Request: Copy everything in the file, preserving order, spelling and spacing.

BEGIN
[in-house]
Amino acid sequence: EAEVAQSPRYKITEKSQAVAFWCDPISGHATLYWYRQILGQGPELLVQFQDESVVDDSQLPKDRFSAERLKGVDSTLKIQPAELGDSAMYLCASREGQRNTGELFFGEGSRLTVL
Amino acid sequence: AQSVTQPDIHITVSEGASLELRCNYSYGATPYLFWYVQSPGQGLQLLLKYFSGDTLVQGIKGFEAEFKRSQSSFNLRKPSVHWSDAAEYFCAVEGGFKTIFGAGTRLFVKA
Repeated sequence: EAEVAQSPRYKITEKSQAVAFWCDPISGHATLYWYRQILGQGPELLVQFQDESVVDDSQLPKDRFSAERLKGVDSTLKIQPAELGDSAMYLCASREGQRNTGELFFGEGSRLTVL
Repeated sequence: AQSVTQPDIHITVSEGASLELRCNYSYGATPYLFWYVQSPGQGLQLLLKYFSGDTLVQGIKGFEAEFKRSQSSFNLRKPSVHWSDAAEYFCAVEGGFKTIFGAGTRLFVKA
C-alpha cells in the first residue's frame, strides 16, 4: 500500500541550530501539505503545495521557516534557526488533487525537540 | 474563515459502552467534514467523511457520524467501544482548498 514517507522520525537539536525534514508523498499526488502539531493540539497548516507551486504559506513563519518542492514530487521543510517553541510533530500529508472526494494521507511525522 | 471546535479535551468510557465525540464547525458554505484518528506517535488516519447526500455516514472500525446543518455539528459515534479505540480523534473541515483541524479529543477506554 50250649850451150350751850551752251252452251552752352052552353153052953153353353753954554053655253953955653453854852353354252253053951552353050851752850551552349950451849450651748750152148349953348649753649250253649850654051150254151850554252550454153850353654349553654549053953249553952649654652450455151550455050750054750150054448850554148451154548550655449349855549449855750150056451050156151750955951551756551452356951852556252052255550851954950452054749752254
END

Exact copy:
[in-house]
Amino acid sequence: EAEVAQSPRYKITEKSQAVAFWCDPISGHATLYWYRQILGQGPELLVQFQDESVVDDSQLPKDRFSAERLKGVDSTLKIQPAELGDSAMYLCASREGQRNTGELFFGEGSRLTVL
Amino acid sequence: AQSVTQPDIHITVSEGASLELRCNYSYGATPYLFWYVQSPGQGLQLLLKYFSGDTLVQGIKGFEAEFKRSQSSFNLRKPSVHWSDAAEYFCAVEGGFKTIFGAGTRLFVKA
Repeated sequence: EAEVAQSPRYKITEKSQAVAFWCDPISGHATLYWYRQILGQGPELLVQFQDESVVDDSQLPKDRFSAERLKGVDSTLKIQPAELGDSAMYLCASREGQRNTGELFFGEGSRLTVL
Repeated sequence: AQSVTQPDIHITVSEGASLELRCNYSYGATPYLFWYVQSPGQGLQLLLKYFSGDTLVQGIKGFEAEFKRSQSSFNLRKPSVHWSDAAEYFCAVEGGFKTIFGAGTRLFVKA
C-alpha cells in the first residue's frame, strides 16, 4: 500500500541550530501539505503545495521557516534557526488533487525537540 | 474563515459502552467534514467523511457520524467501544482548498 514517507522520525537539536525534514508523498499526488502539531493540539497548516507551486504559506513563519518542492514530487521543510517553541510533530500529508472526494494521507511525522 | 471546535479535551468510557465525540464547525458554505484518528506517535488516519447526500455516514472500525446543518455539528459515534479505540480523534473541515483541524479529543477506554 50250649850451150350751850551752251252452251552752352052552353153052953153353353753954554053655253953955653453854852353354252253053951552353050851752850551552349950451849450651748750152148349953348649753649250253649850654051150254151850554252550454153850353654349553654549053953249553952649654652450455151550455050750054750150054448850554148451154548550655449349855549449855750150056451050156151750955951551756551452356951852556252052255550851954950452054749752254